Joyous news, proselytizers of the world -- if Gov. Rick Scott signs the bill that the Florida House passed moments ago, Florida public school districts will now totally have the ability to allow prayer in public schools.
The bill, SB 98, doesn't explicitly allow prayer in schools, but it does say school districts can adopt policies allowing for "inspirational messages" on the condition that the schools don't control the actual message. That way, the logic goes, the school isn't endorsing the prayer because it didn't know the prayer was coming.
If you expect Florida school districts to make the right choice on their own, consider that, as of last year, 27 of them still allowed students to be beaten with paddles.
The bill says students need "the opportunity for formal or ceremonious observance of an occasion or event." Praise the Lord! The varsity basketball team is playing the cross-town rival!
If you think interpreting this as a prayer bill is a stretch, consider that the original text of the bill specifically said, "The use of a prayer of invocation or benediction is at the discretion of the student government," which seems to be in conflict with a big pile of Supreme Court cases.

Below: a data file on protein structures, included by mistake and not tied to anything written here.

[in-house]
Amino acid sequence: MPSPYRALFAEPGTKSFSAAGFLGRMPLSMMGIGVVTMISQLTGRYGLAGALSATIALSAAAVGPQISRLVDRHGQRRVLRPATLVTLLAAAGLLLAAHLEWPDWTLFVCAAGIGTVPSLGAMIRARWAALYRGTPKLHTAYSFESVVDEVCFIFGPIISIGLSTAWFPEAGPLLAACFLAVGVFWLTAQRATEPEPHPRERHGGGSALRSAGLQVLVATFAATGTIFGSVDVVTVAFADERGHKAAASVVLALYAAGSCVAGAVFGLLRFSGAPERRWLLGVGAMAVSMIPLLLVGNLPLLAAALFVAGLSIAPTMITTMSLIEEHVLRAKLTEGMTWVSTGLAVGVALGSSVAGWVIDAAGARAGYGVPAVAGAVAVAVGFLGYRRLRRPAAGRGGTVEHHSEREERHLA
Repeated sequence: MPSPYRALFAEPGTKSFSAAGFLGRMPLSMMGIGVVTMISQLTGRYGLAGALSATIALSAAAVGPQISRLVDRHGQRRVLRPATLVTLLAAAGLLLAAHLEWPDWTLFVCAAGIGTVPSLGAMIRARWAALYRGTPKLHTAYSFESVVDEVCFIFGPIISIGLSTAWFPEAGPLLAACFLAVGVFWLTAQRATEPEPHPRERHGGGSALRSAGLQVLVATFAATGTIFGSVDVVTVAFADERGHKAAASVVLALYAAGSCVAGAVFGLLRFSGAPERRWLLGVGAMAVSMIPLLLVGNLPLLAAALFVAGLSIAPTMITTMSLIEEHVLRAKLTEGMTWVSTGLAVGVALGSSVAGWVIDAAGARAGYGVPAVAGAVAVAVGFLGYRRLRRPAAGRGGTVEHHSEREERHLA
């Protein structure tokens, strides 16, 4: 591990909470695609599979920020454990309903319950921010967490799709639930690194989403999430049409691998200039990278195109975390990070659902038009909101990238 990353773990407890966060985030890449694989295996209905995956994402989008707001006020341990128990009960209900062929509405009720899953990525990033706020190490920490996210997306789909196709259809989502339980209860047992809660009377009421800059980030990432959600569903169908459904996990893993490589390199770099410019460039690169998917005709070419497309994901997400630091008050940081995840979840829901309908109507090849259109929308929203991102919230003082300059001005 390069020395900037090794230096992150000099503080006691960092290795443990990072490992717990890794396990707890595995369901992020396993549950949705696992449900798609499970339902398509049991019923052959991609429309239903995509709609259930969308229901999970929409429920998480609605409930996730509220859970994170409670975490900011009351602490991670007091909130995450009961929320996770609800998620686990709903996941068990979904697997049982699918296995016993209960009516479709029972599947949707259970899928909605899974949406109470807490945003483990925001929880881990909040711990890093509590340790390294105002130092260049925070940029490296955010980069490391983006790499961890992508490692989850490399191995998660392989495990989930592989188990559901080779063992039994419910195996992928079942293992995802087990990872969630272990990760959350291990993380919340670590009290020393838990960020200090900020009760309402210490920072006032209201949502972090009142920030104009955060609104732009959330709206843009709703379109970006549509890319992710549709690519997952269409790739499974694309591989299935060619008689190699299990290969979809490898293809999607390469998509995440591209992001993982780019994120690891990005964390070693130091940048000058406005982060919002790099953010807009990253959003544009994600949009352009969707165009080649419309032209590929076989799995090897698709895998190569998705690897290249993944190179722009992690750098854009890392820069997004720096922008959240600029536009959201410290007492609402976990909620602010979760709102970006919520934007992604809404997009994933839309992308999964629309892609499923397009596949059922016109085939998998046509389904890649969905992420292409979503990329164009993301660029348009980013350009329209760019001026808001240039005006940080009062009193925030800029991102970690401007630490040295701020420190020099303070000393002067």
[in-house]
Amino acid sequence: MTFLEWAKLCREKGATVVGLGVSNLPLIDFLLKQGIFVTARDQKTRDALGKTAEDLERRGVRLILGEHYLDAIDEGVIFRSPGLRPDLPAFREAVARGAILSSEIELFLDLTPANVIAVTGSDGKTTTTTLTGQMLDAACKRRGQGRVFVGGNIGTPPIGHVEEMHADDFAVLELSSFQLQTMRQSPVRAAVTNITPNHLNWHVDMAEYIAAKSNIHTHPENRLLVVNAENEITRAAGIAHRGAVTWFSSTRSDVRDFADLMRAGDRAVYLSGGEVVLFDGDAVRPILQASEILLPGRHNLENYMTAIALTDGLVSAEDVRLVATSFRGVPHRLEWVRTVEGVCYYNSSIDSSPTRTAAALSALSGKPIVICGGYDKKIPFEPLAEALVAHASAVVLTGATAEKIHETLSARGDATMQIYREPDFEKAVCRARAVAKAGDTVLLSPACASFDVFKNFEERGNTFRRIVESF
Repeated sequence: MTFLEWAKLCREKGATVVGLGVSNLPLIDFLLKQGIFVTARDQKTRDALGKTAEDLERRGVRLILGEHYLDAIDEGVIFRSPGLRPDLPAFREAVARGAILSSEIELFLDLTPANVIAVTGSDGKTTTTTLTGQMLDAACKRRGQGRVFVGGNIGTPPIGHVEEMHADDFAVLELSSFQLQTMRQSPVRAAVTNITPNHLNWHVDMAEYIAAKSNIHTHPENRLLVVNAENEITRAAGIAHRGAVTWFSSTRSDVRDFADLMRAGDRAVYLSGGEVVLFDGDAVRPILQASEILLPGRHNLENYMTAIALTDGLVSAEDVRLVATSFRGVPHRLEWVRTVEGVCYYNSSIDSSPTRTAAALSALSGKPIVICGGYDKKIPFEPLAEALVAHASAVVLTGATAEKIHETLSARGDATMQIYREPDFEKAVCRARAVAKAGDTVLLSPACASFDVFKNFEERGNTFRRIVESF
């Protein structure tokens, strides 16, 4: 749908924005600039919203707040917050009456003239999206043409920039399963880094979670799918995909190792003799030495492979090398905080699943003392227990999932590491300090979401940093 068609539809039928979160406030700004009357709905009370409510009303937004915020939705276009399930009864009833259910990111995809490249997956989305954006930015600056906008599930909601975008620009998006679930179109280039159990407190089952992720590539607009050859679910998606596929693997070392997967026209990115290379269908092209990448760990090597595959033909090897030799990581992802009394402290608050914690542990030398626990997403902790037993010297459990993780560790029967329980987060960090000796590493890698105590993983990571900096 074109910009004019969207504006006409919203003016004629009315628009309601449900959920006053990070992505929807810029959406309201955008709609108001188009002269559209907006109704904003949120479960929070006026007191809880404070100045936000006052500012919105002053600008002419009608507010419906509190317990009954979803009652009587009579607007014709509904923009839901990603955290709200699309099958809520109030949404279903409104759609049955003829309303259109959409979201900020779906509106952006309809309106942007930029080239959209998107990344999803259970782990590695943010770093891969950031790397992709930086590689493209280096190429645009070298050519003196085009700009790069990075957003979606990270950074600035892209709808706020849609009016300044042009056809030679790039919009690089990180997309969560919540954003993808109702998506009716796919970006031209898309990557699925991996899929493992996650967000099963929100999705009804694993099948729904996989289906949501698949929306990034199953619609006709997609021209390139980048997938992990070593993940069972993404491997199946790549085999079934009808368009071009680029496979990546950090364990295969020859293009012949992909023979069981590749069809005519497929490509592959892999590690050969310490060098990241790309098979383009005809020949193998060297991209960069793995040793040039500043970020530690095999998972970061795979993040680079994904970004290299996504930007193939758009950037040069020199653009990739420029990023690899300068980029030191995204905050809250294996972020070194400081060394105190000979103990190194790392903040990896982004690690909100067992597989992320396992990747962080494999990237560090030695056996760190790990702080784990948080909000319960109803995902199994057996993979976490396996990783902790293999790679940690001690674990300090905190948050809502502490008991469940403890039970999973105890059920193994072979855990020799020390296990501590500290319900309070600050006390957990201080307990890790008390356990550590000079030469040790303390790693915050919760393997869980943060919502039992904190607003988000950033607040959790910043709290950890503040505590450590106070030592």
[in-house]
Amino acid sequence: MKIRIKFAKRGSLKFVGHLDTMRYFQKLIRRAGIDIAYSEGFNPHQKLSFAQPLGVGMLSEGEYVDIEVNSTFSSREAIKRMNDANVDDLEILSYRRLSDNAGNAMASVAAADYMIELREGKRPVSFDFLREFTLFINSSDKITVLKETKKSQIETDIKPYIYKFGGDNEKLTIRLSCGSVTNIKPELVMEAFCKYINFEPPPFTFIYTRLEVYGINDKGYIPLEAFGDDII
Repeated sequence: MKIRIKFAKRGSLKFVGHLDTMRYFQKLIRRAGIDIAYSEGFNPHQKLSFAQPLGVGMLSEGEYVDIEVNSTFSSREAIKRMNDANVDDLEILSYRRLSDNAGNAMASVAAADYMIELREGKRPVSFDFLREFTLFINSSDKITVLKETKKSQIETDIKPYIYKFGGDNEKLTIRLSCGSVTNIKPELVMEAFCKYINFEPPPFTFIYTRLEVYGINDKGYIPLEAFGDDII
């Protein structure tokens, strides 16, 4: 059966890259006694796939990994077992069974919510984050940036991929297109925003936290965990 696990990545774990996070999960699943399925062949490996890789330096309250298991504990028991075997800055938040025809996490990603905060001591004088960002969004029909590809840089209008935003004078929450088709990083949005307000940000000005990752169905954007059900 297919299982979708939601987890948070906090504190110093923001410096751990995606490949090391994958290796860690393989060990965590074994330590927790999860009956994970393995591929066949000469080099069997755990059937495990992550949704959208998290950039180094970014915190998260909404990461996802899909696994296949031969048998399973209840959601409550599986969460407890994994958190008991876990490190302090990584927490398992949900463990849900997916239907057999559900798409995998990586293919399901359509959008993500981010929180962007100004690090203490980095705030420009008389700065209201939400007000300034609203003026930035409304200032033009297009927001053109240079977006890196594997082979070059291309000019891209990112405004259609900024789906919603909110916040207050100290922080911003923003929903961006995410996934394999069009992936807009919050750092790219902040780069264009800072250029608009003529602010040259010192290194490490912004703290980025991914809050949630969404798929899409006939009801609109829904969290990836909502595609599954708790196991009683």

That's OK, though -- North Florida Republican Charles Van Zant told the House that removing prayer from schools is what's caused so many of society's gosh-durned problems, according to the Sun-Sentinel.
"Before we removed inspirational messages, the number-one problem was talking out of turn," he said. "Now, it's drug abuse."
But Davie Democrat Marty Kiar said the inspirational messages could also be used to advocate for drug abuse:
"What really concerns me is that the bill sponsor basically said that a student can even preach something that could endanger the health and safety of our students," he said. "They could advocate for drug abuse, they could advocate for gang violence, and that scares me."
The Sentinel also paraphrased Kiar saying that a student could say the Holocaust didn't occur. What's going on up there in Tallahassee?
(Kiar introduced an amendment yesterday to, among other things, prohibit "messages of hate." It failed.)
Delray Beach Democratic Rep. Lori Berman said that she, as part of a small minority of Jewish students, felt awkward discussing religion when she was in elementary school, according to the Palm Beach Post. Because, hey, when you let kids decide which god gets prayed to, the popular one's probably going to win.
"Our constitution protects us from state-sponsored prayer, and this bill is clearly unconstitutional," Berman said.
Boca Democratic Rep. Irv Slosberg agreed, predicting that lawsuits are almost certainly being written up as we speak.
"The only message we're going to be sending," Slosberg said, "is, 'Hello, school boards, get out your checkbooks.'"